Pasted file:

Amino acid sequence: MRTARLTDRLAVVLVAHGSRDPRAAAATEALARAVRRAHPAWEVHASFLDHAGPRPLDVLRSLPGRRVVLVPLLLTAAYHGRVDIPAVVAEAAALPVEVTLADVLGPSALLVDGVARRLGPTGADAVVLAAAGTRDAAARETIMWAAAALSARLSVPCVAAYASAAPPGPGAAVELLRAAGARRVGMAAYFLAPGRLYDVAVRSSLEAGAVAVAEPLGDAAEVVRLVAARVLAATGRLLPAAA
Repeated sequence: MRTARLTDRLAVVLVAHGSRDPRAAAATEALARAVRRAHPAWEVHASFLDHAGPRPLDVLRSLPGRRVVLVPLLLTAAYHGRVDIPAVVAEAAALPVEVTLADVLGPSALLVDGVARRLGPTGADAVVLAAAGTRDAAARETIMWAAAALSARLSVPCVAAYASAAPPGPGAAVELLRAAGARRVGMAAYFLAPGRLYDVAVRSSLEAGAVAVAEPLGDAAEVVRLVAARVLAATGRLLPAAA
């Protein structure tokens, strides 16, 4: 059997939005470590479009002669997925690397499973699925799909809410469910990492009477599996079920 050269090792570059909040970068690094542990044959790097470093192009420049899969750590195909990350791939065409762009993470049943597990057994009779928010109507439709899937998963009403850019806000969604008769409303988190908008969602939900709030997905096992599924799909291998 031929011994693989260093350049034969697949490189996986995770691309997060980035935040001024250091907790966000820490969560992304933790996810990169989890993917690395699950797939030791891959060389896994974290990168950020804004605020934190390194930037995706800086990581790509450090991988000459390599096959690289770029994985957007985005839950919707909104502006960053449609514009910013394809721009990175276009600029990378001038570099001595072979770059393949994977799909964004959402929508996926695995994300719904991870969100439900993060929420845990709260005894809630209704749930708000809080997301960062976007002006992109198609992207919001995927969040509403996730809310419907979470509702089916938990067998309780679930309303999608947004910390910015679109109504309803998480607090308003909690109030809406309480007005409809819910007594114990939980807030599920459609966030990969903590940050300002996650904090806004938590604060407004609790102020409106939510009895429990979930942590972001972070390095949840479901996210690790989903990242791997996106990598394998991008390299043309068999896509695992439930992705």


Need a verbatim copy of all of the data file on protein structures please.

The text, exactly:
Amino acid sequence: MRTARLTDRLAVVLVAHGSRDPRAAAATEALARAVRRAHPAWEVHASFLDHAGPRPLDVLRSLPGRRVVLVPLLLTAAYHGRVDIPAVVAEAAALPVEVTLADVLGPSALLVDGVARRLGPTGADAVVLAAAGTRDAAARETIMWAAAALSARLSVPCVAAYASAAPPGPGAAVELLRAAGARRVGMAAYFLAPGRLYDVAVRSSLEAGAVAVAEPLGDAAEVVRLVAARVLAATGRLLPAAA
Repeated sequence: MRTARLTDRLAVVLVAHGSRDPRAAAATEALARAVRRAHPAWEVHASFLDHAGPRPLDVLRSLPGRRVVLVPLLLTAAYHGRVDIPAVVAEAAALPVEVTLADVLGPSALLVDGVARRLGPTGADAVVLAAAGTRDAAARETIMWAAAALSARLSVPCVAAYASAAPPGPGAAVELLRAAGARRVGMAAYFLAPGRLYDVAVRSSLEAGAVAVAEPLGDAAEVVRLVAARVLAATGRLLPAAA
């Protein structure tokens, strides 16, 4: 059997939005470590479009002669997925690397499973699925799909809410469910990492009477599996079920 050269090792570059909040970068690094542990044959790097470093192009420049899969750590195909990350791939065409762009993470049943597990057994009779928010109507439709899937998963009403850019806000969604008769409303988190908008969602939900709030997905096992599924799909291998 031929011994693989260093350049034969697949490189996986995770691309997060980035935040001024250091907790966000820490969560992304933790996810990169989890993917690395699950797939030791891959060389896994974290990168950020804004605020934190390194930037995706800086990581790509450090991988000459390599096959690289770029994985957007985005839950919707909104502006960053449609514009910013394809721009990175276009600029990378001038570099001595072979770059393949994977799909964004959402929508996926695995994300719904991870969100439900993060929420845990709260005894809630209704749930708000809080997301960062976007002006992109198609992207919001995927969040509403996730809310419907979470509702089916938990067998309780679930309303999608947004910390910015679109109504309803998480607090308003909690109030809406309480007005409809819910007594114990939980807030599920459609966030990969903590940050300002996650904090806004938590604060407004609790102020409106939510009895429990979930942590972001972070390095949840479901996210690790989903990242791997996106990598394998991008390299043309068999896509695992439930992705």